Q: Do you ever stop thinking about your first love? – 20-something
A: Yes….you do. You stop thinking about them. And then they become a memory.
For many, a good memory that recalls the excitement of first love, nostalgia for a more innocent, if naive side of ourselves, and most importantly a learning about ourselves that will last a lifetime. If it was a heartbreak….time will be your best friend. You will get over it. My first love and I didn’t make it easy on each-other. We stayed in touch and always called each other on holidays and birthdays. Then one year I forget his birthday. That’s when I knew I was over him. And when I knew that a desire to keep in touch with him was not a sign that I was “able to be friends with my exes” it was something that held me back from truly being open to someone else. I’m not saying you can’t be friends with an ex, but don’t confuse a genuine friendship with staying in touch because you think you may get back together. I have amazing memories of him, but I didn’t need to be in touch with him once I realized we weren’t destined to be together. That’s just me. Looking back my advice would be to question why you are keeping on touch with an ex and whether a clean break will help you stop thinking about him in a longing way sooner. Here’s some recollections on first love from other 40-something women:
“I’m not sure anyone ever stops thinking of their first love. It was our introduction to love, innocence, innocence lost, intimacy and in some cases a myriad of deep emotions that we will cherish for our entire lives as it has helped shape us into the women we are now. That is not to say I am still pining over my first love at the age of 45…rather it’s just a pleasant memory that I will always cherish.”
“With each new relationship the space in your heart gets smaller and smaller. You never forget, but the longing is gone.”
“You do and you don’t. I don’t think you think about that person in the same way. You always feel nostalgic, but there is a certain set of variables in place that change over time. We’re not the people now that we were back then. If we were, we’d probably still be with that person we fell in love with.”
“I think of my first love but not in a longing way. Rather, in a way that is happy for him and happy that we decided to separate. He wanted babies and a stay-at-home wife that had dinner ready when he came home. Despite having seven good years and essentially growing up together, we separated — and within two years he was married with children on the way. It was right for him. And I was destined to travel the world, have a successful career and not stay-at-home in my 20’s. I think the biggest decision you need to make is whether you wish to be married and mortgaged in your 20’s, or wait a while and do more and then have that in your 30’s and 40’s. But it’s a difficult decision to make in your 20’s because you think that nothing exciting will be happening in your life in your 30’s or 40’s. That isn’t true. You just need to decide what you want.”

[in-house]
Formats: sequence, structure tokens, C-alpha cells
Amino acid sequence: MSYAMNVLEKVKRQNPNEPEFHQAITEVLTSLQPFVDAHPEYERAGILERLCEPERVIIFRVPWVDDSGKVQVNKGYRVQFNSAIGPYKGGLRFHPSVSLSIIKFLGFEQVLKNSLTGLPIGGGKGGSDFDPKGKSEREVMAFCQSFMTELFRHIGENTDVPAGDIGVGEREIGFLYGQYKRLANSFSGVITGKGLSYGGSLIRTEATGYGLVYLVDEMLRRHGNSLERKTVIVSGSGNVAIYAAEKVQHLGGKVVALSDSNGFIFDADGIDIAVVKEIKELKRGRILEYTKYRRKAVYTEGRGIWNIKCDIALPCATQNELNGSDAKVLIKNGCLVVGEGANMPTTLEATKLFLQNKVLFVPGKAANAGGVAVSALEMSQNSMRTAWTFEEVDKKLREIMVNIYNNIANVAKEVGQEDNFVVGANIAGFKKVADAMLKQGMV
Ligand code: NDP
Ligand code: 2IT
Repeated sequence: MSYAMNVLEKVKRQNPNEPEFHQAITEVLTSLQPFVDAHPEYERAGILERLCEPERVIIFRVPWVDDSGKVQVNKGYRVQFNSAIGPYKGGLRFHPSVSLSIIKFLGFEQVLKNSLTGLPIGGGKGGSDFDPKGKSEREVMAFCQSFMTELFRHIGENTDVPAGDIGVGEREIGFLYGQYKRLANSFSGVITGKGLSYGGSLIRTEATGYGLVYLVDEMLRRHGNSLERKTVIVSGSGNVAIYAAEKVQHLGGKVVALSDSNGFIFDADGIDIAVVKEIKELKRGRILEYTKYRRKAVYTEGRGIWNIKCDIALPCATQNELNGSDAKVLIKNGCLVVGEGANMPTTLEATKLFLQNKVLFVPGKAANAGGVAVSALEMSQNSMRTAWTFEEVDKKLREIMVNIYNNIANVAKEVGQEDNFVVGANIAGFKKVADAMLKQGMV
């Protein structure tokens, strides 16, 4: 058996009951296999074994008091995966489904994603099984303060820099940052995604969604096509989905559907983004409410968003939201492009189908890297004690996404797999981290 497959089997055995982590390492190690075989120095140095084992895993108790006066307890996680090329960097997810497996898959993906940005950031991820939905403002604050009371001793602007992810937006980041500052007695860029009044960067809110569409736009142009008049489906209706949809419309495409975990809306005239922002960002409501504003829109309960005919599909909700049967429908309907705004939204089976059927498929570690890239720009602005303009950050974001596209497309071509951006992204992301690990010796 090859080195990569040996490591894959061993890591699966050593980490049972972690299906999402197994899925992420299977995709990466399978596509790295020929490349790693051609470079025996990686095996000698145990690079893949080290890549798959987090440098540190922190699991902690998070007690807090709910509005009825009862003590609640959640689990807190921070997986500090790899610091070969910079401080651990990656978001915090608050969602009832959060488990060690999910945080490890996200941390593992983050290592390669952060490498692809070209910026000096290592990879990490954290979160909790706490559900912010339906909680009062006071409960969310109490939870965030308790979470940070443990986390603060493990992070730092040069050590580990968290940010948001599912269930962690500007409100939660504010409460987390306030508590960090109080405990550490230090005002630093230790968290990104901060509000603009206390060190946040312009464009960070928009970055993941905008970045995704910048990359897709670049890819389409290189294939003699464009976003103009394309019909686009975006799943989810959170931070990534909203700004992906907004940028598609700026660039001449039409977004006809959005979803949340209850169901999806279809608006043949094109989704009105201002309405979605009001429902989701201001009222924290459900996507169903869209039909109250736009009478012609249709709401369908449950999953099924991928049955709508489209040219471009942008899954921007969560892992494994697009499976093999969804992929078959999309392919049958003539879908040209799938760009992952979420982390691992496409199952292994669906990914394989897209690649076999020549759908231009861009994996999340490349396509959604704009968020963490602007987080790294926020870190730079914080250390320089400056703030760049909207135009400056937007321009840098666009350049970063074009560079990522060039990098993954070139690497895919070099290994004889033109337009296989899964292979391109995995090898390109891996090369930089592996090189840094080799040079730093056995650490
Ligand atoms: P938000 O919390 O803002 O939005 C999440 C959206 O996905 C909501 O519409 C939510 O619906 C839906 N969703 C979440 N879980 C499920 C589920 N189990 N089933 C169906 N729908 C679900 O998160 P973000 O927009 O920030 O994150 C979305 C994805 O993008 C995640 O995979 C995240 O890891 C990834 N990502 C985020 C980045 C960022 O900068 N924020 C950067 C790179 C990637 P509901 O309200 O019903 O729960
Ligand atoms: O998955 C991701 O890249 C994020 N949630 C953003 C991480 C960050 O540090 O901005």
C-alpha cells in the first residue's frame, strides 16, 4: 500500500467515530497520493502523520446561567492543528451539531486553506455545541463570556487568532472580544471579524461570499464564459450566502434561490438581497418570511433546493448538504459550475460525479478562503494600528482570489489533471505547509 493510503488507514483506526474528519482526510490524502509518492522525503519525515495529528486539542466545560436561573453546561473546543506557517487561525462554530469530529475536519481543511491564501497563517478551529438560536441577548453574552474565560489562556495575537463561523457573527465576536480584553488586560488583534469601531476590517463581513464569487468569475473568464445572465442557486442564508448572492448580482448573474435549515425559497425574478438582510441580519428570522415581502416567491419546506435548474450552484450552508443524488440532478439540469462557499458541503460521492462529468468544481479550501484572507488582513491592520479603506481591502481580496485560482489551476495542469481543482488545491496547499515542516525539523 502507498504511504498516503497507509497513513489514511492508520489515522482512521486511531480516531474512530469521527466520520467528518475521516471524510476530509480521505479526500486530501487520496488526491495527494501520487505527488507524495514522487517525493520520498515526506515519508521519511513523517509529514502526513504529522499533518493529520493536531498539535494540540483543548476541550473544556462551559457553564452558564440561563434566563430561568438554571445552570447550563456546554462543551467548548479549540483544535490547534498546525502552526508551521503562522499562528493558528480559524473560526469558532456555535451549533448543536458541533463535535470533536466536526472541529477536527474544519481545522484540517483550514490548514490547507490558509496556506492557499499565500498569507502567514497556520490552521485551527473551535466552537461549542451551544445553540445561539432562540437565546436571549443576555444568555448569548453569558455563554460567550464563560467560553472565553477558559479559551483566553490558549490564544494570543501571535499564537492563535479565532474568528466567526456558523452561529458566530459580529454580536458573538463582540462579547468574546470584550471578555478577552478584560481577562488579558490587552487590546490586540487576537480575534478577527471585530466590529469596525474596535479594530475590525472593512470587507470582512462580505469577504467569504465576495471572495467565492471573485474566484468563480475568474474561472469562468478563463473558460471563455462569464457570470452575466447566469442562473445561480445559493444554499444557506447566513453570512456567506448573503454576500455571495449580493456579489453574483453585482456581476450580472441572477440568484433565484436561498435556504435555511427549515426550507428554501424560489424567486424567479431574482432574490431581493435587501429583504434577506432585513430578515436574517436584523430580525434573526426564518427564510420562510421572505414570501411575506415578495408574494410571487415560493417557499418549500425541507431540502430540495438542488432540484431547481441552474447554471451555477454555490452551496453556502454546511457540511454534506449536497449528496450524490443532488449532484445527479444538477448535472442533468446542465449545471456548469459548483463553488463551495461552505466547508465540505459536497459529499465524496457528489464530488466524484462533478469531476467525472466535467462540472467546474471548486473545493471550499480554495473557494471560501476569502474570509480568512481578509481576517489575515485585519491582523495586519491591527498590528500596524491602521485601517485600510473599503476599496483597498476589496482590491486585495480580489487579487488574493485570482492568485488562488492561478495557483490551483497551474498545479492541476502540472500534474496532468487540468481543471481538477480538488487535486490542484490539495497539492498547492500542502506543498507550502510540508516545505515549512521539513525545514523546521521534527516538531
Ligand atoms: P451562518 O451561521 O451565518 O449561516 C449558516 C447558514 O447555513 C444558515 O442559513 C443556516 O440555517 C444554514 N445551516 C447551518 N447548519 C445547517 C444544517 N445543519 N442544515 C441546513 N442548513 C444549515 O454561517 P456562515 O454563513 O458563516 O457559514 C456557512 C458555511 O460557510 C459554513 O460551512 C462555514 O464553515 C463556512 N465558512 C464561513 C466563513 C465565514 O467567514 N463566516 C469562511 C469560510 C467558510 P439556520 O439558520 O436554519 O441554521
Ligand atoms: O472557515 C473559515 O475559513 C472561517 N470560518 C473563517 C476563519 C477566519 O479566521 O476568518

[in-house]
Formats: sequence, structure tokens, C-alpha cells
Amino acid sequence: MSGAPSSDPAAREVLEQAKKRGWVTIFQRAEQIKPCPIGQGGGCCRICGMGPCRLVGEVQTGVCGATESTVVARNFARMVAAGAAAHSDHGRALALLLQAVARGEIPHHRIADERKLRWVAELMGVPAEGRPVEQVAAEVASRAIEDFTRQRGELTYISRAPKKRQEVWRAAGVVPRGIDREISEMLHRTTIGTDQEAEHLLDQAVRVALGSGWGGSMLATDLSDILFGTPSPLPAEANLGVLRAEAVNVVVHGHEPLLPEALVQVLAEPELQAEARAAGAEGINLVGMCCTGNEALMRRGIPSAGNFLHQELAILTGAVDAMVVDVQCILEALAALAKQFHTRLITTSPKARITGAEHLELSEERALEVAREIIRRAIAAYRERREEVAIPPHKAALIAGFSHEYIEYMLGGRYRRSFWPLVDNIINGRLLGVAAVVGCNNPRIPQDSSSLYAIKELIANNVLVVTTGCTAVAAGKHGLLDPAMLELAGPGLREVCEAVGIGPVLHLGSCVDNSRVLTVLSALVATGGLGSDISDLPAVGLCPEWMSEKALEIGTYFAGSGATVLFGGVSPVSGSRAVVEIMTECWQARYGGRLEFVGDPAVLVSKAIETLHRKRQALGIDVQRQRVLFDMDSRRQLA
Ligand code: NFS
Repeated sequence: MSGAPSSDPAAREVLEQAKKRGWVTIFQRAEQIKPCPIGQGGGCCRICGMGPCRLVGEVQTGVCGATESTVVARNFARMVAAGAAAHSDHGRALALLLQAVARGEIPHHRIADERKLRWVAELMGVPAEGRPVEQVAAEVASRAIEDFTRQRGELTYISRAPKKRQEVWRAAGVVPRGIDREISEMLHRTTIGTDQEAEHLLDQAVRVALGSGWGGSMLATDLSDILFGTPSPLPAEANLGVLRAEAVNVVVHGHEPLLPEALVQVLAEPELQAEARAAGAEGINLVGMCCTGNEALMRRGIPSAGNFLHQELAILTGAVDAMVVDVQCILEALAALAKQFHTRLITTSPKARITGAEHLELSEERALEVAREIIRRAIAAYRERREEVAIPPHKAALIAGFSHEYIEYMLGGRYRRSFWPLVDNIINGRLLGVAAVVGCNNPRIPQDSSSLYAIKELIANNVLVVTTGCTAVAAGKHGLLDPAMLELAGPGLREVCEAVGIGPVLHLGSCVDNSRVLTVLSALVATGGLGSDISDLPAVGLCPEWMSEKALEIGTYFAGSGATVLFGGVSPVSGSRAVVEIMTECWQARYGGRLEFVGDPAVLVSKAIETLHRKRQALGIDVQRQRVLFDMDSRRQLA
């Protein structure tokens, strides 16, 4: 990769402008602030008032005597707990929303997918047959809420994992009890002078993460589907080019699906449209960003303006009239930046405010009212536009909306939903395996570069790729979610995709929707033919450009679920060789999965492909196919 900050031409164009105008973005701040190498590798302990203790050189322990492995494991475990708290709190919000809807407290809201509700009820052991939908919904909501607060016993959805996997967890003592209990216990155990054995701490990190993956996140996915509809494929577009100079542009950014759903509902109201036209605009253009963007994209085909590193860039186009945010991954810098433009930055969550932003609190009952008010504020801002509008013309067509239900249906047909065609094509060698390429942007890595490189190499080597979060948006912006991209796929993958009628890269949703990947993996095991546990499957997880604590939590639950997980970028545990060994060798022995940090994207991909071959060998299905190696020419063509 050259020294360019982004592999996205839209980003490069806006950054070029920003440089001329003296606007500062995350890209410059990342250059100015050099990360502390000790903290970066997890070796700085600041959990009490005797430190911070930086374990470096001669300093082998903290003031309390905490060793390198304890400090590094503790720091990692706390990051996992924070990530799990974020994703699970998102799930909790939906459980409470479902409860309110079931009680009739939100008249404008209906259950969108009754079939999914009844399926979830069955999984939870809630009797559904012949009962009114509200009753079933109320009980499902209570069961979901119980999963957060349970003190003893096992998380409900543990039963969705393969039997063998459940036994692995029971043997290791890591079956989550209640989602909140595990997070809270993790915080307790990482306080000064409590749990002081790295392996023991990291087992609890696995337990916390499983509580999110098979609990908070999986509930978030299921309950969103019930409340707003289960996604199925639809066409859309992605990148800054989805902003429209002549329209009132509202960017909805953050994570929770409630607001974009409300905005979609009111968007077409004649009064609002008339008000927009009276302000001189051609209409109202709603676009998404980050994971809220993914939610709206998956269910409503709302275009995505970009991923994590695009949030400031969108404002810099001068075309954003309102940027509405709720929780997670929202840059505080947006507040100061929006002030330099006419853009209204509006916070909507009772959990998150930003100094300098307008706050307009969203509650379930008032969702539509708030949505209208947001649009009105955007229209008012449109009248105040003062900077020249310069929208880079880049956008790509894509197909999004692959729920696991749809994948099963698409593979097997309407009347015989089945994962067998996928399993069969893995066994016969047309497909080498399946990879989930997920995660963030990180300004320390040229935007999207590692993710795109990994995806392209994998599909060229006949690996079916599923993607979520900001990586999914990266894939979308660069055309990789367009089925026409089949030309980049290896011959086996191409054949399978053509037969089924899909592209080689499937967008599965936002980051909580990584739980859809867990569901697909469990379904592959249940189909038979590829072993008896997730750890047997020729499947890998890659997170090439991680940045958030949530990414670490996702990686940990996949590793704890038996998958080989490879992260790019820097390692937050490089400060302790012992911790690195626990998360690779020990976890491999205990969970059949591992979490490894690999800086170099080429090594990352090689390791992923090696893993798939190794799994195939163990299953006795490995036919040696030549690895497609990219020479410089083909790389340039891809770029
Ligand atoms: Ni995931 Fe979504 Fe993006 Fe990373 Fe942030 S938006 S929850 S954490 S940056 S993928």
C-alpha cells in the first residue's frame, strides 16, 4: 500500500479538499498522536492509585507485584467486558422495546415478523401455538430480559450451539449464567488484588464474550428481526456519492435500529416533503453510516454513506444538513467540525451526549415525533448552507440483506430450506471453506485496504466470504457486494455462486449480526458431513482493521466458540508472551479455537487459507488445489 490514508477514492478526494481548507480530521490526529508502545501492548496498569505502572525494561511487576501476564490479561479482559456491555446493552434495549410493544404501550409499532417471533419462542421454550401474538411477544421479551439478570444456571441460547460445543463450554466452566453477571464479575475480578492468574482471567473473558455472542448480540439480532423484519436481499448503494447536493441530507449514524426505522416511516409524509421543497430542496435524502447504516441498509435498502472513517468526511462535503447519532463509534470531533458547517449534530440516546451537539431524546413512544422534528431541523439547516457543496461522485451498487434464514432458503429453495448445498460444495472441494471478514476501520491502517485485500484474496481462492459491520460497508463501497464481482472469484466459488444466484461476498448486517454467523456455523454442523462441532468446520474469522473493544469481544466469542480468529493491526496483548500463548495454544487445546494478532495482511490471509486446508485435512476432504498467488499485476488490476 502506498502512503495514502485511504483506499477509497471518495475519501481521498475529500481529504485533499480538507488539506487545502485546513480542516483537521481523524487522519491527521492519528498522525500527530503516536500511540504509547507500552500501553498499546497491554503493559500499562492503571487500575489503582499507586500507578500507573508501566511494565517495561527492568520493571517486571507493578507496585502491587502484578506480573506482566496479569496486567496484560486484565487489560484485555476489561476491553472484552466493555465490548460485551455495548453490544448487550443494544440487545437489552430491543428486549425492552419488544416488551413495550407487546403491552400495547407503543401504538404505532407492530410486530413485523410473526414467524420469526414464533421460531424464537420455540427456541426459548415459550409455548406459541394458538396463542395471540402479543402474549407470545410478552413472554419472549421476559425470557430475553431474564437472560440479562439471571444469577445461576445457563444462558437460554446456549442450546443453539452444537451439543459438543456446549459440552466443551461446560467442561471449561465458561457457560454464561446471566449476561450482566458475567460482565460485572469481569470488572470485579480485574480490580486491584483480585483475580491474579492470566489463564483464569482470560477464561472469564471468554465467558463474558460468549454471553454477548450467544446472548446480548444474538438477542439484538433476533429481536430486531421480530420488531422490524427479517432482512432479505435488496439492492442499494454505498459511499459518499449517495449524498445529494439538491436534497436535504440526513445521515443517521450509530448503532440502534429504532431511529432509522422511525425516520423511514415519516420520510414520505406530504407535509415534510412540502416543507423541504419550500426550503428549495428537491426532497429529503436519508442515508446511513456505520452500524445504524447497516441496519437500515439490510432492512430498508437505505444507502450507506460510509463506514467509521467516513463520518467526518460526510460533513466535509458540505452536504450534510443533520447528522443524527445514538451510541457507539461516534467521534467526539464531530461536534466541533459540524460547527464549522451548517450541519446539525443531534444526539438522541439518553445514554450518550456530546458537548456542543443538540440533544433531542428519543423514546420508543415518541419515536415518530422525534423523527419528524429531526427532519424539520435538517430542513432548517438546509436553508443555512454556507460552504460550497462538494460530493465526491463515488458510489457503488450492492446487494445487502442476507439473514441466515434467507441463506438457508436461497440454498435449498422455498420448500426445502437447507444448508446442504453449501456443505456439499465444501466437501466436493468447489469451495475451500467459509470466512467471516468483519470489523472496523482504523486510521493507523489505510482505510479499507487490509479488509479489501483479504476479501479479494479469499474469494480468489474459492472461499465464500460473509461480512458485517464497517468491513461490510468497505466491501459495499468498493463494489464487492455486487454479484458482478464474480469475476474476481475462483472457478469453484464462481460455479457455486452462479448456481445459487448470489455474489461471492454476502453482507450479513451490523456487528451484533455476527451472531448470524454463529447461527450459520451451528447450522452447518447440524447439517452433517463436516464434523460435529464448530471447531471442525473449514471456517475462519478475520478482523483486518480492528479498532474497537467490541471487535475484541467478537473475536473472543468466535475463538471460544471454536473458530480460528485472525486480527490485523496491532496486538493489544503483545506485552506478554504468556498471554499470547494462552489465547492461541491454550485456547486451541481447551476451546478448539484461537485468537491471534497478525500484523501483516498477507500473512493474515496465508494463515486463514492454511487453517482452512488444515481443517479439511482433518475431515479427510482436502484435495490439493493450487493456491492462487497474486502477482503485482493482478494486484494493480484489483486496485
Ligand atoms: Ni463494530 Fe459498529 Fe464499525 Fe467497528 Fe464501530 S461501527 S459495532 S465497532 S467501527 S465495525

“I owe so much to my first love and my first heartbreak. To my first love, who taught me to be honest. We dated all through college and it was just expected that we would get married, especially being from the South. I was at his graduation and I thought, oh my god this is it. I told him…I just can’t do it. You’re one of my best friends but you deserve to be with somebody that craves you and I just don’t. He thanked me, ‘Finally I can breathe.’ He sensed it and was grateful I ripped the band-aid off and just said it. They were the hardest words I ever had to say. It was devastating. He will always be part of my heart and soul. He made a huge impact me. He was a selfless, loving, caring human being. He taught me to be honest. I wanted to be honest with him because he was so honest with our relationship and he deserved that. It still feels sore when I talk about it.
And to my first heartbreak who was the other person who formed me as a person. I was 22 and he was 32. I was doing 50 cent drafts at bars and he was doing lounges and cigar bars and that was hard. I tried to live his lifestyle instead of having my own moxie. If there is anything I learned from him it was not to depend on someone else to build you up. I was constantly asking, ‘Am I smart enough? Am I pretty enough to go out with you?’, instead of gaining self-confidence within myself. I just didn’t have it back then. To some degree I want to run into this guy and say, ‘Look I grew up. I did grow up finally.’ Because that’s the best advice he ever gave me. He told me, ‘You still have so much life to live, so many experiences to experience and so many heartbreaks to go through. You’re just not ready to stay in one place. Go. Go young grasshopper to Manhattan and go and find yourself. That was really the encouragement I got to jump off and come to New York. I owe a lot to these men. Because of those men I came here and I learned so much from them.” – 40-something, married, mom, retired finance executive